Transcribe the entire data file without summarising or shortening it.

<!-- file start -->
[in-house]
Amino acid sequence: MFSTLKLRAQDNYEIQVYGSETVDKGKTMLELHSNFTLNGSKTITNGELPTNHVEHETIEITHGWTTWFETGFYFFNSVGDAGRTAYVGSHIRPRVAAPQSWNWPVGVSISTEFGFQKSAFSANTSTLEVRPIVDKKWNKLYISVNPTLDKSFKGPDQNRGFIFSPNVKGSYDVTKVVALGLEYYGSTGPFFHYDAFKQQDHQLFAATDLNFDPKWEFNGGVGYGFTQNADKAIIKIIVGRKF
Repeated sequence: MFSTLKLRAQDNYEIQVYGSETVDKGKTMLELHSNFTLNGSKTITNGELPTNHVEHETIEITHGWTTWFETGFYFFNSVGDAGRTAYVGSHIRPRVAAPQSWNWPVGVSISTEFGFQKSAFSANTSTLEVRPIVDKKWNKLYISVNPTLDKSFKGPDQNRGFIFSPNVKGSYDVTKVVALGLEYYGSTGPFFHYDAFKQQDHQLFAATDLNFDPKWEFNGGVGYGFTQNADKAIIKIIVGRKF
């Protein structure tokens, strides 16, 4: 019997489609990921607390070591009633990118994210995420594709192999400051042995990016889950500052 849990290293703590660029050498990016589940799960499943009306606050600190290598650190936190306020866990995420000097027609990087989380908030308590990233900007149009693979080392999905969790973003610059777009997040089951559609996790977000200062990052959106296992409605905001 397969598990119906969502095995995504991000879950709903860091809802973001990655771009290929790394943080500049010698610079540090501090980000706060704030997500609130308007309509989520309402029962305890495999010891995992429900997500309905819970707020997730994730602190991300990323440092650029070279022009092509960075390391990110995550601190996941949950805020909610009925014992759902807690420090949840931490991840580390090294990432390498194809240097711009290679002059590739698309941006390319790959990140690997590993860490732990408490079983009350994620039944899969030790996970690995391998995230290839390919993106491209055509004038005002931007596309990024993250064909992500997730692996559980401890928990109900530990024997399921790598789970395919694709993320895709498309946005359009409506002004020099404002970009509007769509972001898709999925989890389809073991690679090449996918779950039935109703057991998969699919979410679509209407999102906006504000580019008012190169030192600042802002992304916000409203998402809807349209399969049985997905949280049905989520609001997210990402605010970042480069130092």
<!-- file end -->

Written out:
[in-house]
Amino acid sequence: MFSTLKLRAQDNYEIQVYGSETVDKGKTMLELHSNFTLNGSKTITNGELPTNHVEHETIEITHGWTTWFETGFYFFNSVGDAGRTAYVGSHIRPRVAAPQSWNWPVGVSISTEFGFQKSAFSANTSTLEVRPIVDKKWNKLYISVNPTLDKSFKGPDQNRGFIFSPNVKGSYDVTKVVALGLEYYGSTGPFFHYDAFKQQDHQLFAATDLNFDPKWEFNGGVGYGFTQNADKAIIKIIVGRKF
Repeated sequence: MFSTLKLRAQDNYEIQVYGSETVDKGKTMLELHSNFTLNGSKTITNGELPTNHVEHETIEITHGWTTWFETGFYFFNSVGDAGRTAYVGSHIRPRVAAPQSWNWPVGVSISTEFGFQKSAFSANTSTLEVRPIVDKKWNKLYISVNPTLDKSFKGPDQNRGFIFSPNVKGSYDVTKVVALGLEYYGSTGPFFHYDAFKQQDHQLFAATDLNFDPKWEFNGGVGYGFTQNADKAIIKIIVGRKF
């Protein structure tokens, strides 16, 4: 019997489609990921607390070591009633990118994210995420594709192999400051042995990016889950500052 849990290293703590660029050498990016589940799960499943009306606050600190290598650190936190306020866990995420000097027609990087989380908030308590990233900007149009693979080392999905969790973003610059777009997040089951559609996790977000200062990052959106296992409605905001 397969598990119906969502095995995504991000879950709903860091809802973001990655771009290929790394943080500049010698610079540090501090980000706060704030997500609130308007309509989520309402029962305890495999010891995992429900997500309905819970707020997730994730602190991300990323440092650029070279022009092509960075390391990110995550601190996941949950805020909610009925014992759902807690420090949840931490991840580390090294990432390498194809240097711009290679002059590739698309941006390319790959990140690997590993860490732990408490079983009350994620039944899969030790996970690995391998995230290839390919993106491209055509004038005002931007596309990024993250064909992500997730692996559980401890928990109900530990024997399921790598789970395919694709993320895709498309946005359009409506002004020099404002970009509007769509972001898709999925989890389809073991690679090449996918779950039935109703057991998969699919979410679509209407999102906006504000580019008012190169030192600042802002992304916000409203998402809807349209399969049985997905949280049905989520609001997210990402605010970042480069130092």